Mitchco’s remaining allegations, contending that the KOVR is not an SLA for Kentucky, that it submitted a “sham” RSA proposal, and, for that reason, should not have SLA priority, as contemplated by this procurement, are contradicted by the record, and outside of our bid protest jurisdiction as compliance with the RSA is the province of the Department of Education.
At the outset, we note that the record specifically contradicts Mitchco’s allegations in this regard. Specifically, on April 10, 2020, the Department of Education, Rehabilitation Services Administration, which has exclusive authority regarding oversight and compliance with the RSA, see 34 C.F.R. § 395 et seq., confirmed that the KOVR is “the designated SLA for the State of Kentucky” since October 18, 2018. Supp. Exh. 1, April 10, 2020 Email from Department of Education at 1.
Moreover, “where, as here, Congress has vested oversight and final decision-making authority in a particular federal official or entity, we will not consider protests involving issues subject to review by that official or entity.” Georgia Business Enterprise Program-Vocational Rehabilitation Agency, B-416182.2, Nov. 23, 2018, 2018 CPD ¶ 400 at 3; see also, e.g., High Point Sec., Inc.--Recon. and Protest, B-255747.2, B-255747.3, Feb. 22, 1994, 94-1 CPD ¶ 169 at 2 (determinations by the SBA under the certificate of competency program pursuant to 15 U.S.C. § 637(b)(7)); ARA Envtl. Servs., Inc., B-254321, Aug. 23, 1993, 93-2 CPD ¶ 113 at 1 (protest of award under the Javits-Wagner-O’Day Act, 41 U.S.C. §§ 8501-8506). Accordingly, because these protest grounds involve potential violations of the RSA, which, as stated above, are matters under exclusive authority of the Department of Education, we will not consider them under our bid protest function.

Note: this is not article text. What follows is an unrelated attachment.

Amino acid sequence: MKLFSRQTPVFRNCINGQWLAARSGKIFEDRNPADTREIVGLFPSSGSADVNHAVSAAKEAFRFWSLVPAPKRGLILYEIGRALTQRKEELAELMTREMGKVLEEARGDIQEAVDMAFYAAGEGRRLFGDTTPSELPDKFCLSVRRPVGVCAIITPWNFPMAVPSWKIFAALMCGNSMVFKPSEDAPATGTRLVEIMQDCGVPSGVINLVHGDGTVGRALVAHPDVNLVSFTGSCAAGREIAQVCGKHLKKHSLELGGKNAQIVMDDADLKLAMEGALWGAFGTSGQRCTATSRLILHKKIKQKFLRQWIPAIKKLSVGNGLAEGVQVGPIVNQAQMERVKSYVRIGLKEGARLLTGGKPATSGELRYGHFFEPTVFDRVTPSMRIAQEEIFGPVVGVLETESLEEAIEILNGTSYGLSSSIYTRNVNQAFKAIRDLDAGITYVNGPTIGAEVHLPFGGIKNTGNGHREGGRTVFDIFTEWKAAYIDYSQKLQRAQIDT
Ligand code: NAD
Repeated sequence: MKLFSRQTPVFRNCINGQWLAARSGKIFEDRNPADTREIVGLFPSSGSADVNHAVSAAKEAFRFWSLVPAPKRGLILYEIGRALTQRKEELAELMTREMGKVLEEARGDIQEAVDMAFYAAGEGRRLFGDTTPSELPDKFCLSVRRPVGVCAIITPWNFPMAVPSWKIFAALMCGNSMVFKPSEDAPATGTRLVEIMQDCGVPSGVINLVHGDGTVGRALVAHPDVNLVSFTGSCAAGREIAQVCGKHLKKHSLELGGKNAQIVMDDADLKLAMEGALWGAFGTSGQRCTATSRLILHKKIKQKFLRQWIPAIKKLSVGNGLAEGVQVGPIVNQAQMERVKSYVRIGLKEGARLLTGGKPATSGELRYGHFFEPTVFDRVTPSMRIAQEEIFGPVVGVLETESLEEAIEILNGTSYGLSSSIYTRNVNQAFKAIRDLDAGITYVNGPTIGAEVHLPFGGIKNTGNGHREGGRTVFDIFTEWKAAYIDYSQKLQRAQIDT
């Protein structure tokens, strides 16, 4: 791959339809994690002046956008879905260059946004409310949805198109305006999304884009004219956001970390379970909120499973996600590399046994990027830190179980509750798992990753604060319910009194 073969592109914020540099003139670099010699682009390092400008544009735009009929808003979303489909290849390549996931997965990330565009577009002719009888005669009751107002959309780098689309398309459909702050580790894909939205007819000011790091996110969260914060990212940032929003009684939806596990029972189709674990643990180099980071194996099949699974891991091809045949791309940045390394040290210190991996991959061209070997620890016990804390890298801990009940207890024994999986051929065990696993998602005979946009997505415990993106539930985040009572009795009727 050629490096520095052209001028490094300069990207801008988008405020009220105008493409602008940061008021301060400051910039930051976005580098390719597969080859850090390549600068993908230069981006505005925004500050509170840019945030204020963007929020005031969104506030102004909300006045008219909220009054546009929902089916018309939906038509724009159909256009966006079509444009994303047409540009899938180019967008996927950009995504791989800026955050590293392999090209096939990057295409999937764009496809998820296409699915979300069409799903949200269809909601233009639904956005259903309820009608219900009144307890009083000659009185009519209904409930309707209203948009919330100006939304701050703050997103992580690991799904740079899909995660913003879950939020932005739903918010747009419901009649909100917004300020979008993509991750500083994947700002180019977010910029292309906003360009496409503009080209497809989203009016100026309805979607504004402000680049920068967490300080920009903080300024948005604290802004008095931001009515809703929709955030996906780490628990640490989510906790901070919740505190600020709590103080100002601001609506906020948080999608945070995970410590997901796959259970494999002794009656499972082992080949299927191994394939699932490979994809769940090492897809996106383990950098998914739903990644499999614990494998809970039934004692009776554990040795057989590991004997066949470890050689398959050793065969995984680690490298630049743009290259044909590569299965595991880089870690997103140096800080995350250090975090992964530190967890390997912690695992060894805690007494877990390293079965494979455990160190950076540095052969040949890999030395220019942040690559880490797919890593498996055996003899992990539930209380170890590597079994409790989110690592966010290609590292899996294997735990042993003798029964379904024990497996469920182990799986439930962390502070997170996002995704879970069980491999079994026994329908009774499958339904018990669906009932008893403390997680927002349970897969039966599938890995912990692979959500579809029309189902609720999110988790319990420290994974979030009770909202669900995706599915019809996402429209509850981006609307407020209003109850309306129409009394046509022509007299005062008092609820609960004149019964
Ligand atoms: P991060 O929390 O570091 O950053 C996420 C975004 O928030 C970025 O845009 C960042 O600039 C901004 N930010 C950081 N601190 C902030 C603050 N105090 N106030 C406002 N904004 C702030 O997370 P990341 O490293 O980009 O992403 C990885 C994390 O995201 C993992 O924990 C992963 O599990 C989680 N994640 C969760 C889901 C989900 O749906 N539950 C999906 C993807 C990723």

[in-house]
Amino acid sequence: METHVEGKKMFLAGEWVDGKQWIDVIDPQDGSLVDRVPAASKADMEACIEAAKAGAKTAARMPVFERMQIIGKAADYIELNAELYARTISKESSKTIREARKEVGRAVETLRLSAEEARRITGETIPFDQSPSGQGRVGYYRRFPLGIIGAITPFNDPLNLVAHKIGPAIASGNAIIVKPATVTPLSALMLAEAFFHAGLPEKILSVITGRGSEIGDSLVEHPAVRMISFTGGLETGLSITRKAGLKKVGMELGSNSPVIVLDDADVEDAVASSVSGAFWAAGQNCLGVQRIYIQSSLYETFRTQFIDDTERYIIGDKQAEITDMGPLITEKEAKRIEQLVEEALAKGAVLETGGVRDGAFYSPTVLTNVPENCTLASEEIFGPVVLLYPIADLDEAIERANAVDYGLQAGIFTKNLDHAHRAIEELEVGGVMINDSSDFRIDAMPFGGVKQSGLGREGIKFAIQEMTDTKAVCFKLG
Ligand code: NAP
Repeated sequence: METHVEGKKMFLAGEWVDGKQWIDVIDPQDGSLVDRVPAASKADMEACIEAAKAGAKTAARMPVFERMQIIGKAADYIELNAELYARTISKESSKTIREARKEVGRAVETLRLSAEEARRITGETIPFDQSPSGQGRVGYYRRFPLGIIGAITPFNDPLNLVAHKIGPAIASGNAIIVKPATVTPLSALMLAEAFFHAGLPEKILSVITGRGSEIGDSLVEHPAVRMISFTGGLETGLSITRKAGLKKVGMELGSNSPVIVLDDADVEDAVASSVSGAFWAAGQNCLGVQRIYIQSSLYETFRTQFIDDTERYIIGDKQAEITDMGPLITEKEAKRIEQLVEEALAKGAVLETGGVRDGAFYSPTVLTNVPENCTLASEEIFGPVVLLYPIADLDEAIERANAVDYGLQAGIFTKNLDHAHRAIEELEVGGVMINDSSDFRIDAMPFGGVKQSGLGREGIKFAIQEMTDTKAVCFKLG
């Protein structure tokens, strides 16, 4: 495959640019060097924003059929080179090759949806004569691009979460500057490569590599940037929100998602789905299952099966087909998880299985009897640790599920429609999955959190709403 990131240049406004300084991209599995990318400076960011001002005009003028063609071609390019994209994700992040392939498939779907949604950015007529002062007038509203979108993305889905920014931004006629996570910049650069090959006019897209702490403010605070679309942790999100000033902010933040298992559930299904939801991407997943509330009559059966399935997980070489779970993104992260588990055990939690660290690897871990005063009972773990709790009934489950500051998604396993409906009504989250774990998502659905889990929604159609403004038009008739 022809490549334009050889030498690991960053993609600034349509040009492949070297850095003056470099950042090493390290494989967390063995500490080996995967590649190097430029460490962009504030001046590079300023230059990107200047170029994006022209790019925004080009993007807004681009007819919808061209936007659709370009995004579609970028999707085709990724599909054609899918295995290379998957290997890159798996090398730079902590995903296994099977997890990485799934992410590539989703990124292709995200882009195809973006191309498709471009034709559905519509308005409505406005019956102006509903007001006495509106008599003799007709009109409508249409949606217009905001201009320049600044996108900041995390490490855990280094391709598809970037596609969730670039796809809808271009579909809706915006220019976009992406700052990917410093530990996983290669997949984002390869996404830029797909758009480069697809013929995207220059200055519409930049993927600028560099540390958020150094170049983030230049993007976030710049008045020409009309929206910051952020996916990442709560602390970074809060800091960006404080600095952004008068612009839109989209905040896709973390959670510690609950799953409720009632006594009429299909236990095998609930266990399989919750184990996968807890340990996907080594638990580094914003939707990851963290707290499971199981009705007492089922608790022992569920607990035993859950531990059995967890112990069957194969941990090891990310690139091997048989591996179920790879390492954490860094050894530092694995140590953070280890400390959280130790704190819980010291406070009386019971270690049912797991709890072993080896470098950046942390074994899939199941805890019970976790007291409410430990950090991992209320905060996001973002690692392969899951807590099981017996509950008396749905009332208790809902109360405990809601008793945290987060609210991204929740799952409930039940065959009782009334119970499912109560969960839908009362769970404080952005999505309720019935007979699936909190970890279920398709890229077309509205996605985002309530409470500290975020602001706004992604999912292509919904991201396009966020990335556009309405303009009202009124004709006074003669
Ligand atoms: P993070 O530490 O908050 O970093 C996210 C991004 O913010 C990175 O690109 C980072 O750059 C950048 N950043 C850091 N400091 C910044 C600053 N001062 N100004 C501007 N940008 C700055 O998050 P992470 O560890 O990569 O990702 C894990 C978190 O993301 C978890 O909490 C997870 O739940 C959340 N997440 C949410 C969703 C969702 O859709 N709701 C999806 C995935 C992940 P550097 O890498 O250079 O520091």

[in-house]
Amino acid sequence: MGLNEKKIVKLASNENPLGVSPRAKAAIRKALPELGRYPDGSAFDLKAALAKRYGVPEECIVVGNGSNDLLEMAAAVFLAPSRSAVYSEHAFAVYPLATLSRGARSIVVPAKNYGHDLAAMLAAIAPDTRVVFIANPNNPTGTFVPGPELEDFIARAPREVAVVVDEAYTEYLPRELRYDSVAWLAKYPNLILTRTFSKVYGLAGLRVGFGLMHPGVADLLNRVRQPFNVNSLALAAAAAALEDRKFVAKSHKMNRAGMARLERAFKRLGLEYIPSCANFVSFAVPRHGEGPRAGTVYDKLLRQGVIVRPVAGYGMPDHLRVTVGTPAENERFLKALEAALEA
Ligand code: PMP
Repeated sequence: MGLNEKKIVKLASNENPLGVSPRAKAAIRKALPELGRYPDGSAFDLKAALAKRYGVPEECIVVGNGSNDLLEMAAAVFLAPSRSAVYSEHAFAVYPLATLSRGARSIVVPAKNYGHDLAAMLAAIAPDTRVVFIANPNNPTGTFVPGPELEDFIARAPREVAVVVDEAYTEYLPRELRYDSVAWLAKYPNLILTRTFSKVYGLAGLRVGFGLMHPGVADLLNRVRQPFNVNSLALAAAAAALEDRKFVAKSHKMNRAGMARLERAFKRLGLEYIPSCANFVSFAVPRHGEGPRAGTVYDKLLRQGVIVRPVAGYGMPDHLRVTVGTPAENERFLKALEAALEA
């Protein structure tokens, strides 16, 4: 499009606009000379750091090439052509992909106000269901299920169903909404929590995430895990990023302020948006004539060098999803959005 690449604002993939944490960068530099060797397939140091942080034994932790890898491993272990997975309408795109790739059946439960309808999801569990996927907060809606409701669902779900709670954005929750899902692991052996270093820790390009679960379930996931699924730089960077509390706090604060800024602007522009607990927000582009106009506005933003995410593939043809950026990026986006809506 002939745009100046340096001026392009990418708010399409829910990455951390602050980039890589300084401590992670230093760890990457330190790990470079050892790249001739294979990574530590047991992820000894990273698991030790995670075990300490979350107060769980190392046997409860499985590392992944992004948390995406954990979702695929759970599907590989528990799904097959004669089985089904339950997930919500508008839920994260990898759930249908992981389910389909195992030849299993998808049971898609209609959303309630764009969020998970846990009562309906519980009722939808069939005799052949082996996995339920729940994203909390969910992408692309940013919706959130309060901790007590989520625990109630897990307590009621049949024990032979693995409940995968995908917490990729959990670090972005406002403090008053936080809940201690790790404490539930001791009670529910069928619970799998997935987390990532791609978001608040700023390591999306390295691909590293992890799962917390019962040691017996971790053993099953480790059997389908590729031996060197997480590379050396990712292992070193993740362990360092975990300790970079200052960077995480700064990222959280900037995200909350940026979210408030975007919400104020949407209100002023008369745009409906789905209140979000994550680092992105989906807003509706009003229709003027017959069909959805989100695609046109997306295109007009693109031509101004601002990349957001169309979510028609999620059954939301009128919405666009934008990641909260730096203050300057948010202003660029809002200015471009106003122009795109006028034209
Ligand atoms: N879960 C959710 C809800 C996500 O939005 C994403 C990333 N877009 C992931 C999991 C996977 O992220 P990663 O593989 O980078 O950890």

Finally, with respect to Mitchco’s supplemental protest ground, challenging the Army’s “failure . . . to terminate the contract award at issue here,” after the SBA sustained its small business size protest against the awardee, the preference embodied in the RSA takes precedence over small business preferences. See Intermark, Inc., B-290925, Oct. 23, 2002, 2002 CPD ¶ 180 at 2 (concluding that the RSA is given priority over the SBA set-asides in food service procurements governed by the RSA); see also Department of the Air Force--Recon., B-250465.6 et al., June 4, 1993, 93-1 CPD ¶ 431 at 13.
Mitchco, however, fails to provide any legal support for its contention that the SBA set-aside language in the RFP trumps the RSA priority. For that reason, we find this protest ground, too, fails to state a proper legal and factual basis for protest.
The protest is dismissed
Thomas H. Armstrong
 The RSA establishes a priority for blind persons represented by an SLA in the award of contracts for, among other things, the operation of vending facilities, including cafeterias, in federal buildings. See 20 U.S.C. § 107; 34 C.F.R. § 395.33(a).
 The record reveals that the second assertion is factually incorrect. Supp. Exh. 1, April 10, 2020 Email from Department of Education. Specifically, on April 10, 2020, the Department of Education confirmed that the KOVR has been “the designated SLA for the State of Kentucky” since October 18, 2018. Id. at 1.
 Mitchco alleges that the KOVR and Southern Food improperly obtained Mitchco’s proprietary procurement information related to the Fort Knox effort. Protest at 8-12. Specifically, Mitchco contends that the KOVR and Southern Food misappropriated its billing, pricing, and staffing and payroll information. Id. at 11.
 For example, Mitchco asserts that the KOVR and Southern Food, its teaming partner, do not have a signed, written contract; that Southern Food could “walk away” from its obligations under the contract at any point; and that the KOVR does not have “capability . . . to provide cafeteria food services itself.”Protest at 8. Mitchco also speculates--relying solely on alleged representations made by Southern Food’s staff to Mitchco--that “labor categories specified for this work” in the KOVR’s proposals were improper, and ignored the service occupations identified in the “Collective Bargaining Agreement.” Id. at 6-7. Finally, Mitchco alleges that the KOVR’s “bizarre proposed cafeteria staffing also fails the test of price realism.” Id. at 7.
 The RSA directs the Secretary of Education to designate state agencies responsible for training and licensing blind persons, 20 U.S.C. § 107a(a)(5), and provides that “[i]n authorizing the operation of vending facilities on Federal property, priority shall be given to blind persons licensed by a State agency.” 20 U.S.C. § 107(b).